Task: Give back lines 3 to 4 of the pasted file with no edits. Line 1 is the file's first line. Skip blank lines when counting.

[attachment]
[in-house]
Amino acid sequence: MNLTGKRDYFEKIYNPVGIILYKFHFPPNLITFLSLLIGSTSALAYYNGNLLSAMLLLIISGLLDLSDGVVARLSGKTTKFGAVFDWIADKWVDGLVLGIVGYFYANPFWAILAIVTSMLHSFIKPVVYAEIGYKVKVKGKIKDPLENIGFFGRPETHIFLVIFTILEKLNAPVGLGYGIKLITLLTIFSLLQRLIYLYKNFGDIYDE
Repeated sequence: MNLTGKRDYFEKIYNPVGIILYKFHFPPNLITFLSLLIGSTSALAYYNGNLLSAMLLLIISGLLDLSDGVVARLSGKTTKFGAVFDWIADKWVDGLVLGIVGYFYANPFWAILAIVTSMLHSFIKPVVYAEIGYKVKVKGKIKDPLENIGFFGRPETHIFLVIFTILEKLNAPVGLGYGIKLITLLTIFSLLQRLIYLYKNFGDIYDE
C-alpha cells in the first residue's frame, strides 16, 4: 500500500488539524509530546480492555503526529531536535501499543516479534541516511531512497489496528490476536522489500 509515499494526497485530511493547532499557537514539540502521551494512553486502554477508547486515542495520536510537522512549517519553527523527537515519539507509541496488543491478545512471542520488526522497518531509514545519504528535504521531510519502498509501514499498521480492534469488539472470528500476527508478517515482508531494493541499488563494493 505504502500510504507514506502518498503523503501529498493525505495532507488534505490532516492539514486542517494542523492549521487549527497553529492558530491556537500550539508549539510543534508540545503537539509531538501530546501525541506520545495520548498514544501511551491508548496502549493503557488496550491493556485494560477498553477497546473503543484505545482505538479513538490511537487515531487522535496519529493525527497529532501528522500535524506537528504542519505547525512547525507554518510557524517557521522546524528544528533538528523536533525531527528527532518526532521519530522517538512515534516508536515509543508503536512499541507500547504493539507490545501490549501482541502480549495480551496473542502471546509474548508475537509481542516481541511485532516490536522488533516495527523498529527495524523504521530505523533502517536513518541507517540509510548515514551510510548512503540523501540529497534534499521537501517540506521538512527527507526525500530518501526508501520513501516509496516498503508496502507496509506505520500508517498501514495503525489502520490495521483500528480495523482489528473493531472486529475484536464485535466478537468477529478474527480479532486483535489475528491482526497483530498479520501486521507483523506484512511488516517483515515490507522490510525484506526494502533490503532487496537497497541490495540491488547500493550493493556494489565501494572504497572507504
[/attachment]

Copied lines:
Repeated sequence: MNLTGKRDYFEKIYNPVGIILYKFHFPPNLITFLSLLIGSTSALAYYNGNLLSAMLLLIISGLLDLSDGVVARLSGKTTKFGAVFDWIADKWVDGLVLGIVGYFYANPFWAILAIVTSMLHSFIKPVVYAEIGYKVKVKGKIKDPLENIGFFGRPETHIFLVIFTILEKLNAPVGLGYGIKLITLLTIFSLLQRLIYLYKNFGDIYDE
C-alpha cells in the first residue's frame, strides 16, 4: 500500500488539524509530546480492555503526529531536535501499543516479534541516511531512497489496528490476536522489500 509515499494526497485530511493547532499557537514539540502521551494512553486502554477508547486515542495520536510537522512549517519553527523527537515519539507509541496488543491478545512471542520488526522497518531509514545519504528535504521531510519502498509501514499498521480492534469488539472470528500476527508478517515482508531494493541499488563494493 505504502500510504507514506502518498503523503501529498493525505495532507488534505490532516492539514486542517494542523492549521487549527497553529492558530491556537500550539508549539510543534508540545503537539509531538501530546501525541506520545495520548498514544501511551491508548496502549493503557488496550491493556485494560477498553477497546473503543484505545482505538479513538490511537487515531487522535496519529493525527497529532501528522500535524506537528504542519505547525512547525507554518510557524517557521522546524528544528533538528523536533525531527528527532518526532521519530522517538512515534516508536515509543508503536512499541507500547504493539507490545501490549501482541502480549495480551496473542502471546509474548508475537509481542516481541511485532516490536522488533516495527523498529527495524523504521530505523533502517536513518541507517540509510548515514551510510548512503540523501540529497534534499521537501517540506521538512527527507526525500530518501526508501520513501516509496516498503508496502507496509506505520500508517498501514495503525489502520490495521483500528480495523482489528473493531472486529475484536464485535466478537468477529478474527480479532486483535489475528491482526497483530498479520501486521507483523506484512511488516517483515515490507522490510525484506526494502533490503532487496537497497541490495540491488547500493550493493556494489565501494572504497572507504